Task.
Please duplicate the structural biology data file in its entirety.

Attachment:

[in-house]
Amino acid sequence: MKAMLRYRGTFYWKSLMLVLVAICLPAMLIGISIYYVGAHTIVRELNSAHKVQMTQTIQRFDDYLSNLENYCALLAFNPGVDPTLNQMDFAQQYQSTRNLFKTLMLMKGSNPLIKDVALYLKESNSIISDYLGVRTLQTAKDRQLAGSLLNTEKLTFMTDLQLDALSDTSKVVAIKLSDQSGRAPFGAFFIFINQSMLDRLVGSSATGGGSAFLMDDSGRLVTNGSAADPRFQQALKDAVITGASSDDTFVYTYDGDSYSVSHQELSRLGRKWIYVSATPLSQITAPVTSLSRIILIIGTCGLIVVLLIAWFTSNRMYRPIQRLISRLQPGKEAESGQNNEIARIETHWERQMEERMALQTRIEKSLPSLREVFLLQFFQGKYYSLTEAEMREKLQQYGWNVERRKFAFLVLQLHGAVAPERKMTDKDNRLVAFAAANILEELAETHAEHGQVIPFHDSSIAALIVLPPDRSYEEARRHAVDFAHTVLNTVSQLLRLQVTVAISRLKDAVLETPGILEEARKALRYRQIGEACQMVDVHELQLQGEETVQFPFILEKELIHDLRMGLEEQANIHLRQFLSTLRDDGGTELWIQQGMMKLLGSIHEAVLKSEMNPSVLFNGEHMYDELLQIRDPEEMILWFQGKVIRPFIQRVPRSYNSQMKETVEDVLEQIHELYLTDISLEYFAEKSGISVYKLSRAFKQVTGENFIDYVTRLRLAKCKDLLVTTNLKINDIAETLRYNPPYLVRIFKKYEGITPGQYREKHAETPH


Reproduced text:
[in-house]
Amino acid sequence: MKAMLRYRGTFYWKSLMLVLVAICLPAMLIGISIYYVGAHTIVRELNSAHKVQMTQTIQRFDDYLSNLENYCALLAFNPGVDPTLNQMDFAQQYQSTRNLFKTLMLMKGSNPLIKDVALYLKESNSIISDYLGVRTLQTAKDRQLAGSLLNTEKLTFMTDLQLDALSDTSKVVAIKLSDQSGRAPFGAFFIFINQSMLDRLVGSSATGGGSAFLMDDSGRLVTNGSAADPRFQQALKDAVITGASSDDTFVYTYDGDSYSVSHQELSRLGRKWIYVSATPLSQITAPVTSLSRIILIIGTCGLIVVLLIAWFTSNRMYRPIQRLISRLQPGKEAESGQNNEIARIETHWERQMEERMALQTRIEKSLPSLREVFLLQFFQGKYYSLTEAEMREKLQQYGWNVERRKFAFLVLQLHGAVAPERKMTDKDNRLVAFAAANILEELAETHAEHGQVIPFHDSSIAALIVLPPDRSYEEARRHAVDFAHTVLNTVSQLLRLQVTVAISRLKDAVLETPGILEEARKALRYRQIGEACQMVDVHELQLQGEETVQFPFILEKELIHDLRMGLEEQANIHLRQFLSTLRDDGGTELWIQQGMMKLLGSIHEAVLKSEMNPSVLFNGEHMYDELLQIRDPEEMILWFQGKVIRPFIQRVPRSYNSQMKETVEDVLEQIHELYLTDISLEYFAEKSGISVYKLSRAFKQVTGENFIDYVTRLRLAKCKDLLVTTNLKINDIAETLRYNPPYLVRIFKKYEGITPGQYREKHAETPH